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Jim Tarbell Talks Music

Close to thirty people were in attendance at Motr Pub yesterday for the first of three talks Jim Tarbell is giving there, which is to say that every seat in the room was taken, and it felt very comfortable, like just the right number of people attended. (The next two talks are at two pm the next two Sundays.)

And it’s neat to think that they had come out simply to hear someone talk about Cincinnati’s musical legacy. You could tell, by the questions people asked and the cheers they gave when certain musicians were mentioned, that these were real music lovers.

And Cincinnati lovers, or so I would assume. When it came to music, Jim Tarbell’s talk was at times a little short on specifics, but as soon as he turned a corner to Cincinnati history he was as in-depth and detailed as a historian, which makes sense: he is one.

He talked about a period in time when Cincinnati had more nightspots per capita than any other city in the country and when we also drank more beer than any other town. A lot of this drinking and per capita-izing took place on Vine Street, a street that is just now springing back to life. While Tarbell welcomes the development, he was quick to point out something that is missing now but used to be there in spades.

“It’s interesting to point out,” he said, “that there ‘s no music there.”

At that point he treated us to his interpretation of what electronic percussion sounds like when it’s being piped in through the speakers, and that was one of the few times in my experience that the facsimile sounded better than the real thing.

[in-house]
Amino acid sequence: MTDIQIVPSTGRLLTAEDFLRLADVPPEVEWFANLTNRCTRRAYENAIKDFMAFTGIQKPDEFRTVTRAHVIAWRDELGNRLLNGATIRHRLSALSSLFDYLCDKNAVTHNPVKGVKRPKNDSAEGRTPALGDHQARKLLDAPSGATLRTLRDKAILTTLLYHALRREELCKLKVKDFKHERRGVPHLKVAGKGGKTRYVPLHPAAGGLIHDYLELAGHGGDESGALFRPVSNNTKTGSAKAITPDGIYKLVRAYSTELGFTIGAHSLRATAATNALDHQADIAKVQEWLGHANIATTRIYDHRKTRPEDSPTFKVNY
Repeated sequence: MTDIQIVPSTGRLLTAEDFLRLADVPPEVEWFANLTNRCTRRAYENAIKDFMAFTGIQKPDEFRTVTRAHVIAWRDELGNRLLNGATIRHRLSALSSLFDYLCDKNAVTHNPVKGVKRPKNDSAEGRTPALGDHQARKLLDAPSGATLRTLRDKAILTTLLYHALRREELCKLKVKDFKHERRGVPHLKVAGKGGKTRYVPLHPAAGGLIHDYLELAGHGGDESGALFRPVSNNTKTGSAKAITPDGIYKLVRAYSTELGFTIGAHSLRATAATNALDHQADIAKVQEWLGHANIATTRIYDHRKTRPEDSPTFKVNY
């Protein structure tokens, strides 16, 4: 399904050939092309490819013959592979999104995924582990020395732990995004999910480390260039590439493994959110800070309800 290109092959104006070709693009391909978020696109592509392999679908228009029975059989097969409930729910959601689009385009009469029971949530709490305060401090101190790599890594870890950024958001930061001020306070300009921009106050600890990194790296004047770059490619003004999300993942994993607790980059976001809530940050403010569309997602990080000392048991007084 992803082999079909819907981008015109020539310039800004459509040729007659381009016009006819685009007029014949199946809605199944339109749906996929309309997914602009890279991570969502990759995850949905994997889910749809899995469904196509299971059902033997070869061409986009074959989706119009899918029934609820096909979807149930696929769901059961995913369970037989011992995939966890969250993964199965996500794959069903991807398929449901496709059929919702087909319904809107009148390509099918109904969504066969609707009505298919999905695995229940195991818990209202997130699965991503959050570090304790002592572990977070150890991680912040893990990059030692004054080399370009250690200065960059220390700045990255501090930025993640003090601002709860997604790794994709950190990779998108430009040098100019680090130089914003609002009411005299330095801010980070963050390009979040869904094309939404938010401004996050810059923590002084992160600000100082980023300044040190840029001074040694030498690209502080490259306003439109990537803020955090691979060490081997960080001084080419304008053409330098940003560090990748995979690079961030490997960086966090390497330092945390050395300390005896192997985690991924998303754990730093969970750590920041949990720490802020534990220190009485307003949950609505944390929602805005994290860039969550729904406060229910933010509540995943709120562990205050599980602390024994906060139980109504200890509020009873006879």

Although the period of time he was talking about (fifties and early sixties) was a long time ago, this was all very timely for me, as I recently embarked on an article about a musician named David Matthews, who upon arriving in Cincinnati in 1960 visited the same clubs Jim Tarbell attended at the same time.

After Tarbell’s talk I quizzed him a little about the jazz scene back then, and like David Matthews he mentioned a club in tune that I had never heard before I spoke to these guys. I thought the name of the club was Dave Baker’s, but eventually I came to discover that it was called Babe Baker’s. This is the club where David Matthews, who collaborated with James Brown on many historic sessions, saw John Coltrane, and experience that left a lasting impression on Matthews.

While talking about the jazz scene back then Tarbell mentioned a local group called the Modern Jazz Disciples, who I had forgotten about even though they were a fabulous band on a fabulous label (New Jazz, a subsidiary of Prestige).  Like I said in an earlier blog, I’ve gotten rid of a lot of records, but I still have a few left, and when I got home I pulled out the two albums the Modern Jazz Disciples recorded. Looking at the songwriting credits, I noticed the name Babe Baker for the last song on the first side I was going to play, at which point two words popped into my head: holy moley!